Stephanie Collins met her future husband in the Backdoor Lounge at Midway when the two competed in a karaoke competition. Bob Collins sang a George Jones song that begins “I’ll love you till I die.” She beat him with Patsy Cline’s “Crazy.”
Mr. Collins also sang to her on their wedding day seven years ago, she said.
Lawrence Hintz remembers nothing from the spring evening in May 1998 when his Chevrolet Cavalier collided with a Mercury Cougar on rain-slickened Route WW, leaving him on life support for several days and with a permanent five-day memory gap.
Now fully recovered, Hintz says he knows at least one thing for sure: Route WW is dangerous.
A forecast released last week by the National Oceanic and Atmospheric Administration’s Climate Prediction Center is calling for warmer-than-normal temperatures for the Central United States through February.
In October, the NOAA predicted that this part of the country had an equal chance of having above-normal or below-normal winter temperatures.
There is some dissension among the Missouri football players.
It isn’t bickering over playing time or touches, and it isn’t anything personal, but many Tigers have differing opinions on where they want to spend their holidays. That kind of disagreement is probably fine with coach Gary Pinkel because it means his team is going to a bowl for the first time since 1998.
ST. LOUIS — It had all the makings of a shootout, but when the second half began, St. Louis was the only team that kept firing.
The Rams dominated Minnesota in every facet in a 48-17 win Sunday at the Edward Jones Dome. St. Louis moved to 9-3 and strengthened its hold on first place in the NFC West Division. The Rams have won four straight and eight of their past nine. The Vikings dropped to 7-5 and hold a one-game lead on Green Bay in the NFC North.
Thirty years ago, in the era of sock hops and burly Cadillacs, Business Loop 70 was a high-schooler’s slice of heaven: a 4-mile stretch with empty parking lots and few stoplights just perfect for an idyllic Friday night cruise.
“It was just the place kids went back then,” said Dave Griggs, who grew up in Columbia and owns a flooring company on the business loop.
Chris Spivey is still unsure about what he wants to do with his life, but that indecision is not for lack of trying. Spivey, 28, can speak five languages, is a published poet, knows how to fence and has spent the last couple of months working as a site manager for the Columbia Housing Authority.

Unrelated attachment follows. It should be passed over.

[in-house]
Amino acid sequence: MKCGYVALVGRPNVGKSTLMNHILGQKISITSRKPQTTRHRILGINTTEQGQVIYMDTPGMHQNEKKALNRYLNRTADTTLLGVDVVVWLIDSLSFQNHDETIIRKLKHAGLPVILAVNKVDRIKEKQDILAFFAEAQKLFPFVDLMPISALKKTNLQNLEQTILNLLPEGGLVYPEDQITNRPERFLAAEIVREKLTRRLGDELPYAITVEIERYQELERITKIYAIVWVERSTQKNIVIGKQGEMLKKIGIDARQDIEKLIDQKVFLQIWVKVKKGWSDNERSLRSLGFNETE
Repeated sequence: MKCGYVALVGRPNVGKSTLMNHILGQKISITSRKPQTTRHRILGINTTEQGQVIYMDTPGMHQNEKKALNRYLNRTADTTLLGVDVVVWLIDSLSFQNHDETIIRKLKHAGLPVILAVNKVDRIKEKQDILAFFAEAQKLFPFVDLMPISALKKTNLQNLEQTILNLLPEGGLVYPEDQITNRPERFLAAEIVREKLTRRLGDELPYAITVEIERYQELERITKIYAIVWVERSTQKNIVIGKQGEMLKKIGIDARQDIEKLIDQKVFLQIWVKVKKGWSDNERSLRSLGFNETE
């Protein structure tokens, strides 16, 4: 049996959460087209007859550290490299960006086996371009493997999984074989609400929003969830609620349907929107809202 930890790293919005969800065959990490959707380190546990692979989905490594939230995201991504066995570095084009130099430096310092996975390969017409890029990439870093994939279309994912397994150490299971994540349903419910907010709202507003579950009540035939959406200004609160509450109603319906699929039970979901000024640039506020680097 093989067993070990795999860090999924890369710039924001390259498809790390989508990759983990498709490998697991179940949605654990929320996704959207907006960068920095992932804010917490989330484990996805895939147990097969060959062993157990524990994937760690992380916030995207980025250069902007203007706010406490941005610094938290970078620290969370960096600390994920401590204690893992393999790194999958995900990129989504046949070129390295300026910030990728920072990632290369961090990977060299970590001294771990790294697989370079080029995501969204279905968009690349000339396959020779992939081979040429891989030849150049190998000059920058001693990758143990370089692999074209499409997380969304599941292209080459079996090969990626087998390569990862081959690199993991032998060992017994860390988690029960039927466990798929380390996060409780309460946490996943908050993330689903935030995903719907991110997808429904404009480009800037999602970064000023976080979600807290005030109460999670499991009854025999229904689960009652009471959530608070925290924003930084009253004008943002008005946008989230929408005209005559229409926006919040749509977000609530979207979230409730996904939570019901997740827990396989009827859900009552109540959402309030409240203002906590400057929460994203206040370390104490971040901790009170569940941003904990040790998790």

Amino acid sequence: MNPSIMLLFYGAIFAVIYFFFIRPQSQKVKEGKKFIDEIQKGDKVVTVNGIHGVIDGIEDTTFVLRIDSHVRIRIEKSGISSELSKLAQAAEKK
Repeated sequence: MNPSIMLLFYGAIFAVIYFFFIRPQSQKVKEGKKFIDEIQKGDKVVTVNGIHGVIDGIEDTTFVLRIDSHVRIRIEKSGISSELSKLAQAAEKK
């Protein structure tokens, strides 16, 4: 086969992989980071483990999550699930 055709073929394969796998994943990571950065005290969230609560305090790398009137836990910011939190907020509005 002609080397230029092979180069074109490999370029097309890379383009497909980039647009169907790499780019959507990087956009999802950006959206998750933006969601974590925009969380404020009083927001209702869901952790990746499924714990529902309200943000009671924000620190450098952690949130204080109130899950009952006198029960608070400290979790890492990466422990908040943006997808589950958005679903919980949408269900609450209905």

“I liked what they had to say,” he said of the people at CHA. “I like that they’re more interested in helping people than the almighty dollar.”
Although I wouldn’t dream of suggesting that the Little Drummer Boy take the season off for some R&R, I’m sure that by December 24 I will have wished I had. It’s just something about that constant drumming…. Oh well, I suppose it could be worse, like the sound of Rush Limbaugh’s voice droning on and on…. The problem is that one of my best friends can’t get enough of that song. She’s the kind who carols from Thanksgiving until New Year’s Day.
This annoying situation reminds me of how often opposites attract each other. How often do night people marry morning people? Why is that so many teetotalers wind up with drunks? Is it that some of us just like to make each other miserable?
JEFFERSON CITY — With selected education and business leaders gathered around him, Gov. Bob Holden has been campaigning across the state to raise money for education.
The governor has been holding discussions on education and the economy, inviting certain officials to share their views about the link between the classroom and corporate boardroom.
ROCHESTER, Mich. – Every team is allowed a few jitters in its first game, even No. 5 Missouri.
Jitters for the Tigers men’s basketball team came in a form that also was seen in the Tigers’ two exhibition games: turnovers.
SAN DIEGO — Clinching a playoff berth is a mere formality for the Kansas City Chiefs.
No one could be happier than Tony Gonzalez, the star tight end who has suffered through a long dry spell since the last time the Chiefs reached the postseason.
Hallsville resident Bob J. Collins was killed in a single-car accident on Gans Road south of Columbia early Sunday morning. The accident was called in at 2:40 a.m. by an individual living in the area. The Boone County Sheriff's Department and the Columbia Fire Department responded at 2:50 and Collins was pronounced dead at the scene.
Collins worked as a systems administrator and information systems manager for the Columbia Missourian and owned Carpenter's Computers in Hallsville.